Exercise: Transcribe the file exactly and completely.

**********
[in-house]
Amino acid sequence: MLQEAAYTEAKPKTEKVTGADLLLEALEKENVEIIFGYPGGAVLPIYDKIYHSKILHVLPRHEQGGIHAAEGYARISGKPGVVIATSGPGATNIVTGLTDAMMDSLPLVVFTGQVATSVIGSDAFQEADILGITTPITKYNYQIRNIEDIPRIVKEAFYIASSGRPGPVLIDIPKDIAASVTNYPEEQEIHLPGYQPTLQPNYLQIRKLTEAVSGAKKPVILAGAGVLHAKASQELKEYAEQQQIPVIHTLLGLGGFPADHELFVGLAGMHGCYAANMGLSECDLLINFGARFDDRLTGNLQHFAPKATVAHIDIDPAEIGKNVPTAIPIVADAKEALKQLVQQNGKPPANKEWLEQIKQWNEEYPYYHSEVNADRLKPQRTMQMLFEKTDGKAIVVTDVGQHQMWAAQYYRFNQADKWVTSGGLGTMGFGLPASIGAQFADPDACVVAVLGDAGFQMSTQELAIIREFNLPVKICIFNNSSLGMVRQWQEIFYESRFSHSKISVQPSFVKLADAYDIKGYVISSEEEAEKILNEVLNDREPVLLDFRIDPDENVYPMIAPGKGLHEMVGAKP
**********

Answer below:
[in-house]
Amino acid sequence: MLQEAAYTEAKPKTEKVTGADLLLEALEKENVEIIFGYPGGAVLPIYDKIYHSKILHVLPRHEQGGIHAAEGYARISGKPGVVIATSGPGATNIVTGLTDAMMDSLPLVVFTGQVATSVIGSDAFQEADILGITTPITKYNYQIRNIEDIPRIVKEAFYIASSGRPGPVLIDIPKDIAASVTNYPEEQEIHLPGYQPTLQPNYLQIRKLTEAVSGAKKPVILAGAGVLHAKASQELKEYAEQQQIPVIHTLLGLGGFPADHELFVGLAGMHGCYAANMGLSECDLLINFGARFDDRLTGNLQHFAPKATVAHIDIDPAEIGKNVPTAIPIVADAKEALKQLVQQNGKPPANKEWLEQIKQWNEEYPYYHSEVNADRLKPQRTMQMLFEKTDGKAIVVTDVGQHQMWAAQYYRFNQADKWVTSGGLGTMGFGLPASIGAQFADPDACVVAVLGDAGFQMSTQELAIIREFNLPVKICIFNNSSLGMVRQWQEIFYESRFSHSKISVQPSFVKLADAYDIKGYVISSEEEAEKILNEVLNDREPVLLDFRIDPDENVYPMIAPGKGLHEMVGAKP